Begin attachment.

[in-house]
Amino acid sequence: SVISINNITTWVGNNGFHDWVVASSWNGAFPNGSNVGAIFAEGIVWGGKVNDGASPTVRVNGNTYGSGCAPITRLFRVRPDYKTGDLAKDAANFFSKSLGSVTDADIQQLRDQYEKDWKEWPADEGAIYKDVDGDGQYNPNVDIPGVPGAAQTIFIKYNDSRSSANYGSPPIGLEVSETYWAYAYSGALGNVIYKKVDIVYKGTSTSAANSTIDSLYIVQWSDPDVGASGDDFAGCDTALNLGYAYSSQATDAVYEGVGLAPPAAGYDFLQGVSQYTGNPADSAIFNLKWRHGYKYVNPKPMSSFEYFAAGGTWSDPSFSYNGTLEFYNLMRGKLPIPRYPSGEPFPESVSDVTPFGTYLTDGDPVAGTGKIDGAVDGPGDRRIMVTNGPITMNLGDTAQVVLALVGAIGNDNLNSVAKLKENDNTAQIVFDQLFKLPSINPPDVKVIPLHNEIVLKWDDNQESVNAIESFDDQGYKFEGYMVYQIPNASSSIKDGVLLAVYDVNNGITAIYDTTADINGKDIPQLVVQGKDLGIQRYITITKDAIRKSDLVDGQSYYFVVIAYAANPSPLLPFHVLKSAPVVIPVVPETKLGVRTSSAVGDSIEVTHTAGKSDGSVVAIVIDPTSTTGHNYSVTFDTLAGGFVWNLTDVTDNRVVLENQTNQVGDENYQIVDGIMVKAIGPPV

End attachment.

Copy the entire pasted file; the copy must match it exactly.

[in-house]
Amino acid sequence: SVISINNITTWVGNNGFHDWVVASSWNGAFPNGSNVGAIFAEGIVWGGKVNDGASPTVRVNGNTYGSGCAPITRLFRVRPDYKTGDLAKDAANFFSKSLGSVTDADIQQLRDQYEKDWKEWPADEGAIYKDVDGDGQYNPNVDIPGVPGAAQTIFIKYNDSRSSANYGSPPIGLEVSETYWAYAYSGALGNVIYKKVDIVYKGTSTSAANSTIDSLYIVQWSDPDVGASGDDFAGCDTALNLGYAYSSQATDAVYEGVGLAPPAAGYDFLQGVSQYTGNPADSAIFNLKWRHGYKYVNPKPMSSFEYFAAGGTWSDPSFSYNGTLEFYNLMRGKLPIPRYPSGEPFPESVSDVTPFGTYLTDGDPVAGTGKIDGAVDGPGDRRIMVTNGPITMNLGDTAQVVLALVGAIGNDNLNSVAKLKENDNTAQIVFDQLFKLPSINPPDVKVIPLHNEIVLKWDDNQESVNAIESFDDQGYKFEGYMVYQIPNASSSIKDGVLLAVYDVNNGITAIYDTTADINGKDIPQLVVQGKDLGIQRYITITKDAIRKSDLVDGQSYYFVVIAYAANPSPLLPFHVLKSAPVVIPVVPETKLGVRTSSAVGDSIEVTHTAGKSDGSVVAIVIDPTSTTGHNYSVTFDTLAGGFVWNLTDVTDNRVVLENQTNQVGDENYQIVDGIMVKAIGPPV